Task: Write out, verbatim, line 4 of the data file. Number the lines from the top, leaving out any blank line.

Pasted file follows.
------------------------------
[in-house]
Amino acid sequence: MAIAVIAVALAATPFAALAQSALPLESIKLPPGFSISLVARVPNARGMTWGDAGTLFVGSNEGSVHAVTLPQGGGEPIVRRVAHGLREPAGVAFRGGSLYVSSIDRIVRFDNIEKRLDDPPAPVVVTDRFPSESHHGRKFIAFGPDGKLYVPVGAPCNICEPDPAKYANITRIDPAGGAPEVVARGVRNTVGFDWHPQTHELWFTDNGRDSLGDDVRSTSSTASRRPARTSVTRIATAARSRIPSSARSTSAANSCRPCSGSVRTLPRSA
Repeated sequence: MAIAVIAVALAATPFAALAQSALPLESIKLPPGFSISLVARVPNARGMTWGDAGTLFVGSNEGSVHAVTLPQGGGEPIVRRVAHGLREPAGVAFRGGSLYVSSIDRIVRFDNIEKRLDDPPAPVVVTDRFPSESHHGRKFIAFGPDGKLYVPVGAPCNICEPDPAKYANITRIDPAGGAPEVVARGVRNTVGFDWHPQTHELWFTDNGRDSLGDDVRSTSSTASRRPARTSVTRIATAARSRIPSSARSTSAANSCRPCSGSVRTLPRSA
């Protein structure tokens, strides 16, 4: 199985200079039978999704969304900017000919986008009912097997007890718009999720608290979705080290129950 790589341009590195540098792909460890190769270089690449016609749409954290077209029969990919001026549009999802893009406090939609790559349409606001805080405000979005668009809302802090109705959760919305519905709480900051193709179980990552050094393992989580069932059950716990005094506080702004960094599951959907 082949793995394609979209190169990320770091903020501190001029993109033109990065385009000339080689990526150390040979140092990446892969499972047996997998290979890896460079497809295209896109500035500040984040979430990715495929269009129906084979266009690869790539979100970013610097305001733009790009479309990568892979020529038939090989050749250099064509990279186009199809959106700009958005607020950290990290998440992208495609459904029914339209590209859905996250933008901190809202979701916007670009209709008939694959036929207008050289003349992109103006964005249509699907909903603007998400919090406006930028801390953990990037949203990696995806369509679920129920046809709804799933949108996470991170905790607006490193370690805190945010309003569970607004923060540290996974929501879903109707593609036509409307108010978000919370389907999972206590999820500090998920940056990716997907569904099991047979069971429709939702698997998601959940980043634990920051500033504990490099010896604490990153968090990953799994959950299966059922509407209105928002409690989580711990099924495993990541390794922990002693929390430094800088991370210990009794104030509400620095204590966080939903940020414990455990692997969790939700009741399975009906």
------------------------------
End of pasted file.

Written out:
């Protein structure tokens, strides 16, 4: 199985200079039978999704969304900017000919986008009912097997007890718009999720608290979705080290129950 790589341009590195540098792909460890190769270089690449016609749409954290077209029969990919001026549009999802893009406090939609790559349409606001805080405000979005668009809302802090109705959760919305519905709480900051193709179980990552050094393992989580069932059950716990005094506080702004960094599951959907 082949793995394609979209190169990320770091903020501190001029993109033109990065385009000339080689990526150390040979140092990446892969499972047996997998290979890896460079497809295209896109500035500040984040979430990715495929269009129906084979266009690869790539979100970013610097305001733009790009479309990568892979020529038939090989050749250099064509990279186009199809959106700009958005607020950290990290998440992208495609459904029914339209590209859905996250933008901190809202979701916007670009209709008939694959036929207008050289003349992109103006964005249509699907909903603007998400919090406006930028801390953990990037949203990696995806369509679920129920046809709804799933949108996470991170905790607006490193370690805190945010309003569970607004923060540290996974929501879903109707593609036509409307108010978000919370389907999972206590999820500090998920940056990716997907569904099991047979069971429709939702698997998601959940980043634990920051500033504990490099010896604490990153968090990953799994959950299966059922509407209105928002409690989580711990099924495993990541390794922990002693929390430094800088991370210990009794104030509400620095204590966080939903940020414990455990692997969790939700009741399975009906």